These fuzzy, sweet animals are like the pets of Galapagos. Not in the sense that you'd want to put it on a leash and take it for a walk, but that these seals are very playful and lively.
When you're snorkeling, it's not uncommon to have a seal weaving through the water and swimming besides you. One of their favorites pastimes is zooming into the murky ocean, and then charging straight at you, veering at the last minute to the left or right once they see your startled look. Apparently, they really like the bobble-eyed expression snorkelers make through their mask when confronted with a charging seal.
Not only are seals charismatic in the water, but they are also common on land. Go to any beach in Galapagos and you'll see a brown, furry lump sunning itself on the beach. In the island towns, they can even be seen napping on the benches or laying in the street.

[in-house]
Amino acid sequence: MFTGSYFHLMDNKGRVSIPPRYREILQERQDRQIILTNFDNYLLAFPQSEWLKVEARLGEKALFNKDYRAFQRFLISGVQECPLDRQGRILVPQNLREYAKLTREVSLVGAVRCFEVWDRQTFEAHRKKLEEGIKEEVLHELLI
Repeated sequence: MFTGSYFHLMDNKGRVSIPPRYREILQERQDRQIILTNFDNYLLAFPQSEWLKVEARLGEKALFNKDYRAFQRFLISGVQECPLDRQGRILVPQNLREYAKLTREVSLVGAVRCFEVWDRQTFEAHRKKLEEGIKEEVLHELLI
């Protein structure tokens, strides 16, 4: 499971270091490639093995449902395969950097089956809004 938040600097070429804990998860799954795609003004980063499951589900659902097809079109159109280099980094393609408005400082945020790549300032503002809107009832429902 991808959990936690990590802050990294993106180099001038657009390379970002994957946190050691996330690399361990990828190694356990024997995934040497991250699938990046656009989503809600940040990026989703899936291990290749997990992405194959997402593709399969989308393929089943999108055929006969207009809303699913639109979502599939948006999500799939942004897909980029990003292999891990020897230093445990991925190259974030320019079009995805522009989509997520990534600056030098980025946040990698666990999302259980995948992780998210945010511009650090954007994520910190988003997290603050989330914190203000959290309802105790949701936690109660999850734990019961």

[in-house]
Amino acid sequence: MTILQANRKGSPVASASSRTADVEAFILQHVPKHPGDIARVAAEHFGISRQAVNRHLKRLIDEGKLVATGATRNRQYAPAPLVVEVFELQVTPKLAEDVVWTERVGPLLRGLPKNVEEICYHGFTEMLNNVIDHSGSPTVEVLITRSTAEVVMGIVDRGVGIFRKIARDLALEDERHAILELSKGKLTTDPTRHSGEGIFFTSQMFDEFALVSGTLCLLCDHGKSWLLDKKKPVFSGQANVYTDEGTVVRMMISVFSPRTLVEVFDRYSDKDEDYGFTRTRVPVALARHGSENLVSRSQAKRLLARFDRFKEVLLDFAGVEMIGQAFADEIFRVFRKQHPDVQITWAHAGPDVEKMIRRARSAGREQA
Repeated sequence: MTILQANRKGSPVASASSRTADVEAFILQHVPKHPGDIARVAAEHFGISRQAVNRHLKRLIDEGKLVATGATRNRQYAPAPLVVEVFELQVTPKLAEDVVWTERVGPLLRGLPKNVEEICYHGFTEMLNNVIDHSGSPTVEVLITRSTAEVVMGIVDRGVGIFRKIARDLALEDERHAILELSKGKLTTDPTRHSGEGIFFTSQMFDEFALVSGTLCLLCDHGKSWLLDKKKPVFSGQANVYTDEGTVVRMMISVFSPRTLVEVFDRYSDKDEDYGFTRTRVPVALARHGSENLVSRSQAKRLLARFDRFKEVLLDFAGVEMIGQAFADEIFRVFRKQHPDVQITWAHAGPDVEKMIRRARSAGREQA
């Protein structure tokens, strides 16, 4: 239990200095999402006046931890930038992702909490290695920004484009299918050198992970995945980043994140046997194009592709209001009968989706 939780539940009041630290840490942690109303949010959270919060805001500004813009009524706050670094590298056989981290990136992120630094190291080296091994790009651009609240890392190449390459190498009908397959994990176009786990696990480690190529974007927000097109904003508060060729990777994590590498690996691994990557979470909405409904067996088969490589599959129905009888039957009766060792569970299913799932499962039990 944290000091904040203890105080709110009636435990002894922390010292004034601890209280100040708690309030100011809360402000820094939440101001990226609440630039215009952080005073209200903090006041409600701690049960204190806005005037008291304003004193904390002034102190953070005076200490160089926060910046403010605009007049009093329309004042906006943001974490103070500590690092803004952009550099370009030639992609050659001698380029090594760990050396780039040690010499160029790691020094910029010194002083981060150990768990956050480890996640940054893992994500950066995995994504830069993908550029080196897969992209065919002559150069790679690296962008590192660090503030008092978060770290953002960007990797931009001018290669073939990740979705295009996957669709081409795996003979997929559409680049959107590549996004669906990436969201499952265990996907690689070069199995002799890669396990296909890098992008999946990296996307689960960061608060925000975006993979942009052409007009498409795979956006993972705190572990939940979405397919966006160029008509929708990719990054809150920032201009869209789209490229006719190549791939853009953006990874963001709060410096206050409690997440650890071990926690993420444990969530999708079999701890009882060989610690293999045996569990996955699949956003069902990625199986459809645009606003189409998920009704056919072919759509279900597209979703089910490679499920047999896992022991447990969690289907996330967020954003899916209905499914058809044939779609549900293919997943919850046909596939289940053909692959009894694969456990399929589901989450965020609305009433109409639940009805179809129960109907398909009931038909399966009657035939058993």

"Oh!" said the woman, as the seal hugged her legs. "I'm not your mother!"
It was with great difficulty that we left this hug-able seal.
That said, you don't want to be walking up and petting the seals. First of all, friendly as they may be, they're still wild animals. There has been more than one occasion where a seal has bit a hand that was wandering a little too close. Plus, it may or may not be illegal to touch them. The naturalists aren't even supposed to touch them when they get caught in the fishing nets and lay beached, but they free them anyways.
However, despite this seals are still a amazing to be around. Like water dogs, they'll play with both you and each other, and will make you never want to leave this small group of islands they call home.